In other news, your OWB Directors met last week and approved the recommended research project list for 2022-23 allocating $360,000 across a range of viticulture and enology projects. Thank you to the 50+ winemakers and growers who currently serve on the industry’s research committee and invested their time in reviewing and ranking the highest-potential projects.
Thanks also to everyone who helped us create national awareness for the Oregon Wine Month merchandising suite including trade tools, sales sheets, and other digital assets. They’re all here in our online toolkit. Printed collateral has gone out to accounts across the country and to industry members as well with many others accessing the graphics files to customize and print what they need themselves. And distributors around the country have displayed some impressive creativity in designing some pretty dazzling Wine Month kits of their own.
Finally, don’t forget that OWB’s series of online educational presentations romancing our growing regions continues next week with a session on Oregon’s historic Umpqua Valley. Details are provided right below this letter. The six-part, statewide webinar program is designed for retailers, wholesalers, consumers, and industry members, and it’s delivered as a lead-in to Oregon Wine Month. See the earlier regional webinars listed as the “virtual education series” on our website and feel free to help us pass the word to those who want to be part of the Umpqua session next Monday, May 2, and the Walla Walla seminar on May 9.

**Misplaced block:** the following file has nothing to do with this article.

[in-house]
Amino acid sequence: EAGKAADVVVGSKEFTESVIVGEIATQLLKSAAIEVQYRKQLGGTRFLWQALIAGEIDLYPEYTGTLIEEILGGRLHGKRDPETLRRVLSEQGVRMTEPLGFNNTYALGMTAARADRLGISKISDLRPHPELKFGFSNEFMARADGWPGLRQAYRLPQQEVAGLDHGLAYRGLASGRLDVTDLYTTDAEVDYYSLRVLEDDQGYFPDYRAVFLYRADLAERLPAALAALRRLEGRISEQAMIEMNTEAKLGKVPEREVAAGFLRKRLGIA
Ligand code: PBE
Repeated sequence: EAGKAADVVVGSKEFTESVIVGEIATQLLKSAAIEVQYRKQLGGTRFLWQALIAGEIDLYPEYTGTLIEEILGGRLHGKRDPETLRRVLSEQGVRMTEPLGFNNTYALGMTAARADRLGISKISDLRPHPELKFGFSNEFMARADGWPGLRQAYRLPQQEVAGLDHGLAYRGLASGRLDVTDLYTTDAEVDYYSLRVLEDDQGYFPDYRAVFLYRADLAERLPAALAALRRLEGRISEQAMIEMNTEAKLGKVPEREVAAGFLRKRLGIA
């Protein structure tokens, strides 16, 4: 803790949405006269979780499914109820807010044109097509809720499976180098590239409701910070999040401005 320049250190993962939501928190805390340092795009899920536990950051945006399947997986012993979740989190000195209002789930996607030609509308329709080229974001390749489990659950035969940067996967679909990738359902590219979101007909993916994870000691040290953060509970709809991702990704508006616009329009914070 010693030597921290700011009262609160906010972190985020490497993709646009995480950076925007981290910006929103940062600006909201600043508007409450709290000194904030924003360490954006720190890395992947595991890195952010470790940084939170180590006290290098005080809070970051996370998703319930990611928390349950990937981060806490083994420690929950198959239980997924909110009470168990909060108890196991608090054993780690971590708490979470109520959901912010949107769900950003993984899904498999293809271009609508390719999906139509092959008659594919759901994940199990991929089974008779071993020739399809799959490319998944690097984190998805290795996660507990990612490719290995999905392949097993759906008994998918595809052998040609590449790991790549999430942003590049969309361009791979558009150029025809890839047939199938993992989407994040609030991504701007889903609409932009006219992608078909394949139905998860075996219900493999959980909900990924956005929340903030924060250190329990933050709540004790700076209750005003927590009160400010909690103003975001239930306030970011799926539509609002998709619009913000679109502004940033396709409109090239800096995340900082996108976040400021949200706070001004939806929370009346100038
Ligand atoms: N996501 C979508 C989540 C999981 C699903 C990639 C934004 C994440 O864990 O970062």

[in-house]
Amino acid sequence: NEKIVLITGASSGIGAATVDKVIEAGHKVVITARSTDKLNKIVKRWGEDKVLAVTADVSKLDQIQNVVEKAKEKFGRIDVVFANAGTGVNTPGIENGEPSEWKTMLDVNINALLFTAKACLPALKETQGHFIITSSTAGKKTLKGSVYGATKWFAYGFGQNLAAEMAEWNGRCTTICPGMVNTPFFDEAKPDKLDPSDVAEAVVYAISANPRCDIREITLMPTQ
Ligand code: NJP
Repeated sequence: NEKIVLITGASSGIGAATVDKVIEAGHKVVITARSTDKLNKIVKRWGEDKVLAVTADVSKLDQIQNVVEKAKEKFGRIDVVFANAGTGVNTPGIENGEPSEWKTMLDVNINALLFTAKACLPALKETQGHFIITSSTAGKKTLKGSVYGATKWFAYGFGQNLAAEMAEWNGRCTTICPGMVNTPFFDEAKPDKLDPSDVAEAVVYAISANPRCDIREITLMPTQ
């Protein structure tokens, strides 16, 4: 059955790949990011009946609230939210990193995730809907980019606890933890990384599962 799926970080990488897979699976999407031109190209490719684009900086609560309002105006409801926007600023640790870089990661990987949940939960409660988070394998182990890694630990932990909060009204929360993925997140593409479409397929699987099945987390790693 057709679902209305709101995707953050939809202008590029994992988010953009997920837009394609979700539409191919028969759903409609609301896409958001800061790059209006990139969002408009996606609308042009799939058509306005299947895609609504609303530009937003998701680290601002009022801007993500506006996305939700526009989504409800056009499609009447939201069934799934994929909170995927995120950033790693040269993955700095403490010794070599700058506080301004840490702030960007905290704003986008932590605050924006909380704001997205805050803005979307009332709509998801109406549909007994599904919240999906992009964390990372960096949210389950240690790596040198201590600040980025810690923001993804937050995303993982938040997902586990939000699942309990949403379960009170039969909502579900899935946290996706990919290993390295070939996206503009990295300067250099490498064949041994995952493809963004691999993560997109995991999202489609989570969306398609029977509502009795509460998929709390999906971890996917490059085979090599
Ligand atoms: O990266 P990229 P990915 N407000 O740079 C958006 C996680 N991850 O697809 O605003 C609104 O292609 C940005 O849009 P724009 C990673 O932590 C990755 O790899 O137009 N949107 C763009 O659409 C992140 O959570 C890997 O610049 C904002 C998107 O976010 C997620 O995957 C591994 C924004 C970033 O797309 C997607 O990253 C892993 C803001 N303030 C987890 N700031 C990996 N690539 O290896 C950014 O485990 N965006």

As we move towards the next fiscal year, we are gauging interest from our industry members in the next edition of the Touring Guide, whether print or digital. Please take a moment and respond to the survey questions below:
What is your overall satisfaction level with the Oregon Wine Touring Guide? Not satisfied Somewhat satisfied Very satisfiedWould you support a print and/or digital edition for 2023? Yes No
Assemblage Symposium Returns May 3-4
The Oregon wine industry’s first diversity, equity, and inclusion (DE&I) event returns in-person for two days of keynote addresses, panel discussions, and breakout sessions May 3-4 at Abbey Road Farm in Carlton. Featuring 20+ industry innovators from across the country leading the future of food, wine, and hospitality, the event is open to all, though proof of vaccination or negative COVID test within 48 hours of the event is required. Get tickets
Press and Media
Dinner among winemakers from around Oregon with James Suckling at Troon. Photo by Sarah Murdoch, OWB.
James Suckling Rates 800+ Oregon Wines During Recent Visit